One specific thing she said rang my bell as if I were inside the church bell tower that tolls every hour two blocks from my house. She said you need to have formulated and ready to spiel:

A clear and specific trajectory of publications. You will map an “arc” of publications that links past, present and future. You will say something like: “As you saw from my C.V., I have two refereed journal articles published on this body of work in the Journal of X and Journal of Y. I have another in revise-and-resubmit stage at the Journal of Z. Beyond that, I am finalizing my book manuscript, and am speaking with editors at Duke and Chicago about a contract. I expect that to be complete in spring of next year, and after that I am planning two more articles based on material that didn’t make it into the book. Those publications will complete the publishing arc of this work, and I will then move on to my second major project.” You will have this answer prepared for all interviews regardless of rank of the institution.

This is something I did not have–and it made a difference at SLACs and CCs.

It made a difference, even when the Search Committee themselves hadn’t published anything in years. It made a difference, even when that was not the focus of the college. It always made a difference.

Why does being a prepared, publishing machine matter?

There are too many PhDs who are available for full-time work.

This is why universities can say (and often get away with hiring) a recently minted PhD with several years left on their expiration date.

It’s why SLACs can require and receive tt applicants with CVs as long as thirty year veterans on their present tt path.

It’s why the final round of interviews at CCs are always folks with publication notches on their belts.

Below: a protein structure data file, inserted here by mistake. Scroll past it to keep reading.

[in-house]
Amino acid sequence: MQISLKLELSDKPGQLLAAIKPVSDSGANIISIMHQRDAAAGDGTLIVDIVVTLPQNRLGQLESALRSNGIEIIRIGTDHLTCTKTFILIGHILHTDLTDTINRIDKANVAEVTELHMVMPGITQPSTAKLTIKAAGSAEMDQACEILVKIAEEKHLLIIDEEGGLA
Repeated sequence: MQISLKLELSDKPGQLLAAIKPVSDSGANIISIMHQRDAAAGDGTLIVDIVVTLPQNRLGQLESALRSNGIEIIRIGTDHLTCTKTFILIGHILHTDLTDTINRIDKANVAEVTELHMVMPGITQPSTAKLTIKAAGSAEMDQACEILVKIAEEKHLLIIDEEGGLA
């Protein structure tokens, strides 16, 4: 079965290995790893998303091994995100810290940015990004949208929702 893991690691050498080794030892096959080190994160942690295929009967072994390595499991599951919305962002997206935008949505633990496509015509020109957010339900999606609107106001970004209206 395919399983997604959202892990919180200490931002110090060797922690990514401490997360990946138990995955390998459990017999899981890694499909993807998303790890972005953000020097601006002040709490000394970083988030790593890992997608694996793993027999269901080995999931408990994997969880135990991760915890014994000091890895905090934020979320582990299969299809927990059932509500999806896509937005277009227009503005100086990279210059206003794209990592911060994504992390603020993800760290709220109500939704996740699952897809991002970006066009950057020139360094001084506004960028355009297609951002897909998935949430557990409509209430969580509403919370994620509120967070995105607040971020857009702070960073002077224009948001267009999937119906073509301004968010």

What does your publication spiel sound like when you aren’t a superstar?

It’s along these lines:

After hiring, it is still important.

I am not totally sure I have a publication spiel now, although I can tell you what my most recent work has been. And my most recent work involves two books, so that’s not bad. (It would be better, I am sure, if they were Cambridge UP and/or Routledge, but they will definitely count at my SLAC.)

It is still important because:
1. You don’t have tenure, even though you are on a tt.
2. Downsizing happens, especially in economically problematic times.
3. If things don’t work out, you need to be able to move.

Relevant previous posts related to this topic:
How to Get and Put Publications on Your CV
Find out what Search Committees are thinking about what they see on your CV in Too Far Afield?
How Long Did It Take For Me to Get a Job?
Employment Advice from a Two-University Search Committee Member

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Paying Attention to Detail

by Dr Davis on December 21, 2012

We learned as students that we needed to pay attention to details, otherwise our grades suffered.

We learned as graduate students that we needed to pay attention to details, so we would know how to answer that (doesn’t sound like but absolutely is) loaded question at our defense.

We learned as job candidates to pay attention to details or our résumés never left the trash pile.

We learned as professors to pay attention to details so that we had all the documentation needed for plagiarism issues’ meetings with students (and/or the dean over those same issues).

An article on why paying attention to detail doesn’t just make the grade, get you out, get you a job, and keep the job relatively safe, but also makes you GREAT. (And I’m sure that same attention to detail will get our blog posts read and our journal articles published.)

I wonder if paying attention to details, assuming you know enough to pay attention to the right details, is the dividing line between good and great. Thinking back over my life, trying to decide when things I did were great, I’m not sure.